The Stressed Asset Resolution announced in India’s 2021-22 Union Budget proposed the establishment of a novel twin structure to clean up bank balance sheets in India. In this dual structure, the primary company, the National Asset Reconstruction Company Limited (“NARCL”), is a public sector asset reconstruction company mandated to acquire and aggregate non-performing assets (“NPAs”) (i.e. the ‘bad bank’). The second company is a private sector asset management company established to focus on the management and resolution of the NPAs held by NARCL, the India Debt Resolution Company Limited (“IDRCL”). Two years on, it is fair to say that the aggregation and resolution of NPAs by the bad bank in the Indian banking sector have fallen short of initial expectations.

How to solve India’s NPA conundrum?

Why does the sale of NPAs make sense? Essentially, the benefit of offloading NPAs from a bank’s perspective is that, although sold at a steep discount to the book value of the NPA (thus forcing the selling bank to take a write-off), it allows the bank to crystalize its loss position, thereby removing the uncertainty and the inefficiency that takes hold in a traditional lending model. Among other things, this frees up resources for fresh origination and reduces the need to hold capital against risk weighted assets. From a governmental and regulatory perspective, a bad bank is a useful tool to clean up excessive NPA volumes, thereby reducing systemic risk in the economy and avoiding the need for the government to step in and potentially recapitalize banks, ultimately at the cost of the taxpayer.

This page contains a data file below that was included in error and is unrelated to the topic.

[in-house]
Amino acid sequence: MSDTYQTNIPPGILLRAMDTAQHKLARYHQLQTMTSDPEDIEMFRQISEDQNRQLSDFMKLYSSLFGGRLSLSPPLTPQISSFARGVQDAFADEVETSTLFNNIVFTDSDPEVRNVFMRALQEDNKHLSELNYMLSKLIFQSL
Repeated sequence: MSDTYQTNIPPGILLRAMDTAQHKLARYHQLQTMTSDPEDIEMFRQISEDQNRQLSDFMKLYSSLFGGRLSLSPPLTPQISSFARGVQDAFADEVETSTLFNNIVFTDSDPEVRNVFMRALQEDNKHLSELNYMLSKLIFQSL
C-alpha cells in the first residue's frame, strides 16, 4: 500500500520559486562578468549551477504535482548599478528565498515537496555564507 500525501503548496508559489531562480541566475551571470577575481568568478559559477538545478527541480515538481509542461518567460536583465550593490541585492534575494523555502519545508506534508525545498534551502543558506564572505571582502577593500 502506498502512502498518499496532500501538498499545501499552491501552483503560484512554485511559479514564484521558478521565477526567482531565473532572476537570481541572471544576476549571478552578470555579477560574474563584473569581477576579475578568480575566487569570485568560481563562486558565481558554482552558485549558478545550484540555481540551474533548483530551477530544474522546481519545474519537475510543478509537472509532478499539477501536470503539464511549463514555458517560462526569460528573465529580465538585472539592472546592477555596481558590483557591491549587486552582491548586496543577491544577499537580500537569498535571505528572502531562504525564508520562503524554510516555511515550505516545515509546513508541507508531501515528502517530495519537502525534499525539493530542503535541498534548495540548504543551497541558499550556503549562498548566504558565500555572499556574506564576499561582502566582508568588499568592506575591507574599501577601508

A decade after the global financial crisis, gross NPA volume in India had increased at a compound annual growth rate of around 33%, far outstripping the growth of banking sector credit in the same period, indicating an accumulation of stress in the sector. However, over the past few years gross NPA volumes have steadily fallen, thus reversing the previous trend of steady growth. In December 2023, gross NPA volumes stood at a multi-year low of 3.2%. Standard & Poor have attributed this decline to “healthy corporate balance sheets, tighter underwriting standards, and improved risk-management practices”, as opposed to the effectiveness of the bad bank.

However, the Reserve Bank of India noted that there is significant risk of macro-economic exposure to asset quality, and with a general election coming up this year market participants will be aware of a risk of farm loan waivers to provide relief to the agricultural sector, which has been particularly affected by the lower-than-expected monsoon season last year. August 2023 was the driest month in over a century. Coupled with a rapid growth in unsecured personal loans, significant structural risks remain in the Indian banking sector.

NARCL’s last shot at success?